Whilst there is no individual cause of Alzheimer’s disease, age is the greatest factor. Approximately one in 14 people aged over 65 are affected, with around one in six aged over 80 suffering from the disease.
With more of us living longer, the prevalence of the disease will increase proportionately. However, many people under 65 also suffer from Alzheimer’s; there are around 40,000 people affected by dementia who are under 65 in the UK. As the most common cause of dementia, Alzheimer’s can be an extremely confusing and frustrating condition. It is common for people who have Alzheimer’s to believe that there isn’t anything wrong with them and will then get cross when friends or relatives try to help in any way.
Those who are suffering from Alzheimer’s will struggle with their ability to remember things and processing new information will also become increasingly difficult. These are typical patterns of behaviour for someone who is suffering from Alzheimer’s. Family and friends should remain sensitive to the fact that the above facets of the disease can cause great frustration and confusion for the sufferer and can, in some instances, lead to depression.
Alzheimer’s is often described as a condition that changes the personality; so changes in temperament, sense of humour and how they react and communicate with others are probable.
Do I have Alzheimers disease?-
There are numerous signs that a person with Alzheimer’s might display. Here is a list of the most common symptoms:
- Memory loss that disrupts everyday life. For example, being unable to recollect close family names, important dates, where you left items, etc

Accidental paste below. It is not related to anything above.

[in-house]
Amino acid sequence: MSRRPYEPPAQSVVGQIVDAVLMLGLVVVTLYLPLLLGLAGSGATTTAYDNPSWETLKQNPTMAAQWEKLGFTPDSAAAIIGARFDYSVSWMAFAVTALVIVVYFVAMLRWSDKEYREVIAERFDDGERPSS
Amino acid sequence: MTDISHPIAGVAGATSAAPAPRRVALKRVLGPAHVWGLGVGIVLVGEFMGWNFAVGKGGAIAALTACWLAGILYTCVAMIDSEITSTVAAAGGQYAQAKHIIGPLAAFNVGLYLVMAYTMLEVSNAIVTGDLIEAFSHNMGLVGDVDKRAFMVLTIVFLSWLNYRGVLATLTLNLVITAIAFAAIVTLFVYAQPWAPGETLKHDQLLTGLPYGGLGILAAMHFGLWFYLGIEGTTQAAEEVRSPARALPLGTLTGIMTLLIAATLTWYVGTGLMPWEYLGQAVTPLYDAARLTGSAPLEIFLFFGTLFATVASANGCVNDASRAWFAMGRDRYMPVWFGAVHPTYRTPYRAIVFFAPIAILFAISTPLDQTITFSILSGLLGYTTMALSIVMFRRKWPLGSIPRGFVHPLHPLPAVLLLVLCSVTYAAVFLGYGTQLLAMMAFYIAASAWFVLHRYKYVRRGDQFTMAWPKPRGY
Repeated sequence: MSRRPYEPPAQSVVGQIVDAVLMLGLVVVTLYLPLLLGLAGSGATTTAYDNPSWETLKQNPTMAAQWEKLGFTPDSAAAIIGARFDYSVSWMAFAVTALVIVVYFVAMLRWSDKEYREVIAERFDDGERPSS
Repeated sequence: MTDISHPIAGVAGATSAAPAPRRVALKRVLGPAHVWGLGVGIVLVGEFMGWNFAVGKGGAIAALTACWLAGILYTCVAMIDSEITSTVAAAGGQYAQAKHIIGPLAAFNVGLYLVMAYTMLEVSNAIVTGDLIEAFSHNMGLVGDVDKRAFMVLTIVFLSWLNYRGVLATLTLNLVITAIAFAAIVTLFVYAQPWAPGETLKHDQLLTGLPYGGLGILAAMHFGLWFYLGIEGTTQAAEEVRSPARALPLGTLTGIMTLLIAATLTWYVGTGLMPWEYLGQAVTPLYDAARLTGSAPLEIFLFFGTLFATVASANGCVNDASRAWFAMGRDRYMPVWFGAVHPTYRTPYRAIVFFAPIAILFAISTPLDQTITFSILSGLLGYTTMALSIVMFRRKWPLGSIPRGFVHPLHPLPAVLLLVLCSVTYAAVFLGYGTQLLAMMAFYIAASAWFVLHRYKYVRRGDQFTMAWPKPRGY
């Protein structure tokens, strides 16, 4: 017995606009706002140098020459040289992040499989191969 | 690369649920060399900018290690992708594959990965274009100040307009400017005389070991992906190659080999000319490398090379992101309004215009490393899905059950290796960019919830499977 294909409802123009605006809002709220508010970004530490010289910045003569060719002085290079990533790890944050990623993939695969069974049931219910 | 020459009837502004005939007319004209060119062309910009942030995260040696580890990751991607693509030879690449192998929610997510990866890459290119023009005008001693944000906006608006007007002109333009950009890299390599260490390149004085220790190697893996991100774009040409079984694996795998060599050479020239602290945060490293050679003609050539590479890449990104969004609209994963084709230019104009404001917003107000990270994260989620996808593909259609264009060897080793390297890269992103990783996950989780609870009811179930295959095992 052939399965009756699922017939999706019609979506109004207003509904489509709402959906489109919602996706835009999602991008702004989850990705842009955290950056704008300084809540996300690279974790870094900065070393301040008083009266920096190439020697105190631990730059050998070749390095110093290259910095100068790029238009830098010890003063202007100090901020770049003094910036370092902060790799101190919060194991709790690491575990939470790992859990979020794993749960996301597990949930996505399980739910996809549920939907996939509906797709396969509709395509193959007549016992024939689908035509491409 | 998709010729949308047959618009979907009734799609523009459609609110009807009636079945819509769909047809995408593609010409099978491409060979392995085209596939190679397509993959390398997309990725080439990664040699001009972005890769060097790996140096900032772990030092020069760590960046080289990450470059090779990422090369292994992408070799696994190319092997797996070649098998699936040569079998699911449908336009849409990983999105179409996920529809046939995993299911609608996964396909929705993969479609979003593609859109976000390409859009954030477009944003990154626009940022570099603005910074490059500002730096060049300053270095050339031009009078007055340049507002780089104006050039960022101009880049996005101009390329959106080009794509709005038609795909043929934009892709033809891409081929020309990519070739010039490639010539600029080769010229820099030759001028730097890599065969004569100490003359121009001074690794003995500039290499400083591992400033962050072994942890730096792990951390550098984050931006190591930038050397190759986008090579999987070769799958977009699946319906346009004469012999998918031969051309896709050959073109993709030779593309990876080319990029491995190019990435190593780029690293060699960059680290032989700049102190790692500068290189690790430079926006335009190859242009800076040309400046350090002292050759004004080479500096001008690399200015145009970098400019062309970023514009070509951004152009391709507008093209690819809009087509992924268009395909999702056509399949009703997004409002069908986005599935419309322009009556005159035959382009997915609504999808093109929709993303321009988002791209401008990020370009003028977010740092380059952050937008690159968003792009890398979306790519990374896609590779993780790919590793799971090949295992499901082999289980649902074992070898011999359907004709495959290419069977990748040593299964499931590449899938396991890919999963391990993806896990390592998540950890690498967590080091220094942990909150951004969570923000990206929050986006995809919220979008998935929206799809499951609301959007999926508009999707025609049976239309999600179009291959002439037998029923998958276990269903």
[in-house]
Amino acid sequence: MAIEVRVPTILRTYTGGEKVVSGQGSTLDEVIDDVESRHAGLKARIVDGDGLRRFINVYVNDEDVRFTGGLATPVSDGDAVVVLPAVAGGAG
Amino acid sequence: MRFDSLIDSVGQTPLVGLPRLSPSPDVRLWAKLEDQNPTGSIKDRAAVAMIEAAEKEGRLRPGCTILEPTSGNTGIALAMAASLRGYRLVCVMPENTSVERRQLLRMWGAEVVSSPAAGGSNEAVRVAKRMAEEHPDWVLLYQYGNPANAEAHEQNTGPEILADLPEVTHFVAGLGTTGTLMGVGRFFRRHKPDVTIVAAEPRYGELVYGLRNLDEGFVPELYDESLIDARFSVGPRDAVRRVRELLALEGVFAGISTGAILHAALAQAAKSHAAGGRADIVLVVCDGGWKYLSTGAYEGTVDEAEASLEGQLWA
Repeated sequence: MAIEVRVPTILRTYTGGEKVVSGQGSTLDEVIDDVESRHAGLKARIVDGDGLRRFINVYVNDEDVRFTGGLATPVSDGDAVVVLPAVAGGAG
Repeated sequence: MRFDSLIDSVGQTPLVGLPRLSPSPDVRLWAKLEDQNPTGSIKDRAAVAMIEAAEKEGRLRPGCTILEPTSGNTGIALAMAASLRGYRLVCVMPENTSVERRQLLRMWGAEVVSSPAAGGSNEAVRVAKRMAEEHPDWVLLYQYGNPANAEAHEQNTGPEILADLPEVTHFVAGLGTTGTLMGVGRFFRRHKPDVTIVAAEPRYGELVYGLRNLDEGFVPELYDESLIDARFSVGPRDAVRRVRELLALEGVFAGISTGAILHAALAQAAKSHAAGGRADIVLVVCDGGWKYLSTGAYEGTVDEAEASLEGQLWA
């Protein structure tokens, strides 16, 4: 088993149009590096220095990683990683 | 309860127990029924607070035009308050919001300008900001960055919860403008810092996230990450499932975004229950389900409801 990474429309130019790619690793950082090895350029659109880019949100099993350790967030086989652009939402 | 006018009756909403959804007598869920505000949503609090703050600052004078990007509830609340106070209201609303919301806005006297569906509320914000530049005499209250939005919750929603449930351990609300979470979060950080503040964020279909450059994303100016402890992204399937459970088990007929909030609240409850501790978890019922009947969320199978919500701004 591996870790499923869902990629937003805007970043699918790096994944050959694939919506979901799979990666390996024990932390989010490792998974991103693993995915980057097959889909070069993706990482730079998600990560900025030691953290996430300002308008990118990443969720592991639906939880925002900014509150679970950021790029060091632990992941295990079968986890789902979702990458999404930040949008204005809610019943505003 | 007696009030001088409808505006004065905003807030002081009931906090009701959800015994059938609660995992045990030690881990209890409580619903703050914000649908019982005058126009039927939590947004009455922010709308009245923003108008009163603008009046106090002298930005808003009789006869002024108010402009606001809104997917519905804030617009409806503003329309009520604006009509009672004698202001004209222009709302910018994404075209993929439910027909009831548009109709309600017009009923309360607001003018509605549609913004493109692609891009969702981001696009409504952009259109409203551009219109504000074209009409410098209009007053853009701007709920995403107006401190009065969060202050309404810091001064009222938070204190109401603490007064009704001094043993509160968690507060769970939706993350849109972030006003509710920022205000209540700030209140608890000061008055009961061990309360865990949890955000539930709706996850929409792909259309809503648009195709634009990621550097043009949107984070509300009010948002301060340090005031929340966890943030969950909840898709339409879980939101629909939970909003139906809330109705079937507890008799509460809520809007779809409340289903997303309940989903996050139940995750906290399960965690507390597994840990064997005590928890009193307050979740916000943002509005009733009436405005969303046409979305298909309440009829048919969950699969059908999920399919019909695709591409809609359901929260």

- Poor problem solving; for example, being unable to calculate bills correctly
- Struggling to complete common tasks such as working a computer or mobile phone
- Feeling impatient or frustrated with other people and with yourself
- Misplacing items; for example, forgetting where you put an object and struggling to retrace where you left it
- Changes to vision; having a pronounced difficulty when reading
- Struggling to communicate; that is, forgetting how to hold a conversation and regularly forgetting words
- Refraining from social activities that you used to enjoy as you may have forgotten the rules to a game or sport, for example
What are the emotional symptoms of Alzheimers?
- Social isolation
- Lack or increase of sleep
- Mood swings
First steps to getting support and help if you think you may have Alzheimer’s
Know that there are people who can help you. This is the first step towards leading a better, fulfilled life. For example, get in touch with your GP, research the condition and be aware that there will be changes to how you behave, communicate and recall things. Seek the support of family and friends – they know you best and can help you.
Know that you are not alone; there are around 850,000 people with Alzheimer’s in the UK. Use online forums, meeting groups and support networks to speak to others who are living with the condition.
For further information on the full range of Priory services, please call: 0845 277 4679. For professionals looking to make a referral, please click here.